Today, 18th August, is the 80th anniversary of the hardest day in the Battle of Britain fought in the skies over England between July and October 1940.

While the decisive turning point in the Battle of Britain was not until a month later, on 15th September, the 18th August will always be remembered as the day the Luftwaffe tried its utmost to destroy Britain’s fighter airfields, flying three big afternoon raids of 850 sorties involving 2,200 aircrew. The RAF resisted with equal vigour flying 927 sorties involving 600 aircraft.

The targets were airfields at Kenley, Biggin Hill, the Fleet Air Arm airfields at Gosport and Ford, Thorney Island, Hornchurch and North Weald, and the radar station at Poling. RNAS Ford (HMS Peregrine) came under attack from a formation of German Stuka dive bombers causing extensive damage. 28 naval personnel died and many more were injured.

It is not generally known that Naval Air Squadrons also took part in the Battle of Britain. On 18th August, the RAF and Fleet Air Arm lost 68 aircraft, 31 in air combat. 69 German aircraft were destroyed or damaged beyond repair.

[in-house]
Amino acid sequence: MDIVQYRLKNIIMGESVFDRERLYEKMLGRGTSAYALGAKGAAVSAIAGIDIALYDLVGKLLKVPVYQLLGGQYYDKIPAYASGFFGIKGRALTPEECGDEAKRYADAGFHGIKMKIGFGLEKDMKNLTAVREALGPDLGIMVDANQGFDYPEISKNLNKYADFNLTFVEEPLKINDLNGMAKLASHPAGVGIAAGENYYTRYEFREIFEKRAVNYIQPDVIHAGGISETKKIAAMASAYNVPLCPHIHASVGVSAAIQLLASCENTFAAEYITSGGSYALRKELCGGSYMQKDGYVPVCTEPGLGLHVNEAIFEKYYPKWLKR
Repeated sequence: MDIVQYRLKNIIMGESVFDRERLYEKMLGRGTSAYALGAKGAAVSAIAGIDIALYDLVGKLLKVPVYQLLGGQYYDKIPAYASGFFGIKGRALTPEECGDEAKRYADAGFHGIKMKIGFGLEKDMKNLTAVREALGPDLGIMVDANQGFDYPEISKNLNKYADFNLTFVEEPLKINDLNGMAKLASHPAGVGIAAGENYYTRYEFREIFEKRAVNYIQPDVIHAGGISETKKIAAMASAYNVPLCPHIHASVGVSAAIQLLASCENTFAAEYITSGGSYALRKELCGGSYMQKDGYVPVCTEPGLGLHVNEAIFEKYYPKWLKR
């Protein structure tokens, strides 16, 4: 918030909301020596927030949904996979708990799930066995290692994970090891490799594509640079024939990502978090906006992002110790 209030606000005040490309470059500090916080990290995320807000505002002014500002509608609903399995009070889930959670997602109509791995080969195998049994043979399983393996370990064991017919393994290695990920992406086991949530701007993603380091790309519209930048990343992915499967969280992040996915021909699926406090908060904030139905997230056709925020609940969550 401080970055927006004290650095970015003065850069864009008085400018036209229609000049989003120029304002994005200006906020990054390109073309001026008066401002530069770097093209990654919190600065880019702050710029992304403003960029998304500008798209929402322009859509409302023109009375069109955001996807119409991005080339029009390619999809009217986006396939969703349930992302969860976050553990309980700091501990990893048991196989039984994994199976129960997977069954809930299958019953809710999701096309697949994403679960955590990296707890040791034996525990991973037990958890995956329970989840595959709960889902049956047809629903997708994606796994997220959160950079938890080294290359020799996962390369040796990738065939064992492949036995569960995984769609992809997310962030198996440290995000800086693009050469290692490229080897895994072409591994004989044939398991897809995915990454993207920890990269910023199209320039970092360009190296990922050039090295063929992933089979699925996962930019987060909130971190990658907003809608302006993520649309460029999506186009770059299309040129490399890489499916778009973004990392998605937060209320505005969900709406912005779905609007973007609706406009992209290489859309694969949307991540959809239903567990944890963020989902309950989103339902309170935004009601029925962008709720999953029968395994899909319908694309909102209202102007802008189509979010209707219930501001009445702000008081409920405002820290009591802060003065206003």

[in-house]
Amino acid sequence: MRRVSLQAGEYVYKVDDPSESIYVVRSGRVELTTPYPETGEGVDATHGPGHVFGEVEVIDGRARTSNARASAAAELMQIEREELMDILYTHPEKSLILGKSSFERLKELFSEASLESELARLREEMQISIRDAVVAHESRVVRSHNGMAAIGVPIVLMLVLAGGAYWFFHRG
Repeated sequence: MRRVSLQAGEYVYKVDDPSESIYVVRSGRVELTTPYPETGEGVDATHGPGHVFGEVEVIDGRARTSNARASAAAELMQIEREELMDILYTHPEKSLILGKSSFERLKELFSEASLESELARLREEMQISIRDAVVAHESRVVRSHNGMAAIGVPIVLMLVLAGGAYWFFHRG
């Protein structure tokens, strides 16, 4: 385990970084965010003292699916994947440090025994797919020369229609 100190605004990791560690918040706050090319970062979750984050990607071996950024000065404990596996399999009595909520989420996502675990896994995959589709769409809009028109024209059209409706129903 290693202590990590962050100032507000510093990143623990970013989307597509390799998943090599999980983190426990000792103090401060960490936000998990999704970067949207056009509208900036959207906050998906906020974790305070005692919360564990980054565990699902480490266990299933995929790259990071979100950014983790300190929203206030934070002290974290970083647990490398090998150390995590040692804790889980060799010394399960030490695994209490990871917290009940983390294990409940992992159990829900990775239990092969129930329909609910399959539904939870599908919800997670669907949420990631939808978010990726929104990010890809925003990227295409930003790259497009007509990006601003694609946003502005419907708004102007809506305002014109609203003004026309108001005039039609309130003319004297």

Sub Lt Arthur Blake Royal Navy, No 19 Squadron RAF 1917-1940

Arthur was seconded to 19 Squadron flying Spitfires throughout the Battle of Britain. Recommended for the Distinguished Flying Cross, sadly it wasn’t awarded as he was shot down over the Thames Estuary just two days before the end of the Battle. He was 23 years old.

The young naval aviators who flew in the Battle of Britain – The Few of the Few – saw some of the fiercest aerial combat of the Battle. 23 naval pilots served with twelve RAF Fighter Command Squadrons, flying Spitfires and Hurricanes, and a further 33 served with 804 and 808, the two Fleet Air Arm Battle of Britain Squadrons who provided Dockyard defence.

Four naval pilots became fighter ‘aces’ and although rarely acknowledged, three naval pilots also flew with famous 242 Squadron commanded by the legendary Douglas Bader, including Sub Lt Dickie Cork DFC, who was Douglas Bader’s wingman.

It was not just officers who became Battle of Britain pilots, five Petty Officers also flew with the Naval Squadrons.

Today’s anniversary is a reminder of the bravery of everyone who took part in the Battle of Britain and especially those who gave their lives on The Hardest Day.

Spitfire Mk 1 from 19 Squadron, of the type flown by Sub Lt Arthur Blake during the Battle of Britain in 1940.